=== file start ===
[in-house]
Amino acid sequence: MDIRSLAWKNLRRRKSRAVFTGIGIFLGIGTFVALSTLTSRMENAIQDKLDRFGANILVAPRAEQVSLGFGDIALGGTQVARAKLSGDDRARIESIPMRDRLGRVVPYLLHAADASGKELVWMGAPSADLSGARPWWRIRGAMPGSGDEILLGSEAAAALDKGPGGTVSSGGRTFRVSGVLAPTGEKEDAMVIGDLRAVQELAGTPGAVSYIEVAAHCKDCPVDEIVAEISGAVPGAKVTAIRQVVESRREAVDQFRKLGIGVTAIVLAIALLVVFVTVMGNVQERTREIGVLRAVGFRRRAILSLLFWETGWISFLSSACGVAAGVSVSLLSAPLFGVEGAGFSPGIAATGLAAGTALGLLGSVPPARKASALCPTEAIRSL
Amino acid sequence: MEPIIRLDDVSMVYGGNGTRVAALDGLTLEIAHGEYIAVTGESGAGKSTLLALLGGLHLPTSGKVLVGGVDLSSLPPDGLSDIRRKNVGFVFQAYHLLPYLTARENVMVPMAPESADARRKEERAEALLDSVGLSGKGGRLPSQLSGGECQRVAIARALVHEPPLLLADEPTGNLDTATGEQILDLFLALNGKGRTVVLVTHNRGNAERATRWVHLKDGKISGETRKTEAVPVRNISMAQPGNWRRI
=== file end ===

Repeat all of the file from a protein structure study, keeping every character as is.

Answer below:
[in-house]
Amino acid sequence: MDIRSLAWKNLRRRKSRAVFTGIGIFLGIGTFVALSTLTSRMENAIQDKLDRFGANILVAPRAEQVSLGFGDIALGGTQVARAKLSGDDRARIESIPMRDRLGRVVPYLLHAADASGKELVWMGAPSADLSGARPWWRIRGAMPGSGDEILLGSEAAAALDKGPGGTVSSGGRTFRVSGVLAPTGEKEDAMVIGDLRAVQELAGTPGAVSYIEVAAHCKDCPVDEIVAEISGAVPGAKVTAIRQVVESRREAVDQFRKLGIGVTAIVLAIALLVVFVTVMGNVQERTREIGVLRAVGFRRRAILSLLFWETGWISFLSSACGVAAGVSVSLLSAPLFGVEGAGFSPGIAATGLAAGTALGLLGSVPPARKASALCPTEAIRSL
Amino acid sequence: MEPIIRLDDVSMVYGGNGTRVAALDGLTLEIAHGEYIAVTGESGAGKSTLLALLGGLHLPTSGKVLVGGVDLSSLPPDGLSDIRRKNVGFVFQAYHLLPYLTARENVMVPMAPESADARRKEERAEALLDSVGLSGKGGRLPSQLSGGECQRVAIARALVHEPPLLLADEPTGNLDTATGEQILDLFLALNGKGRTVVLVTHNRGNAERATRWVHLKDGKISGETRKTEAVPVRNISMAQPGNWRRI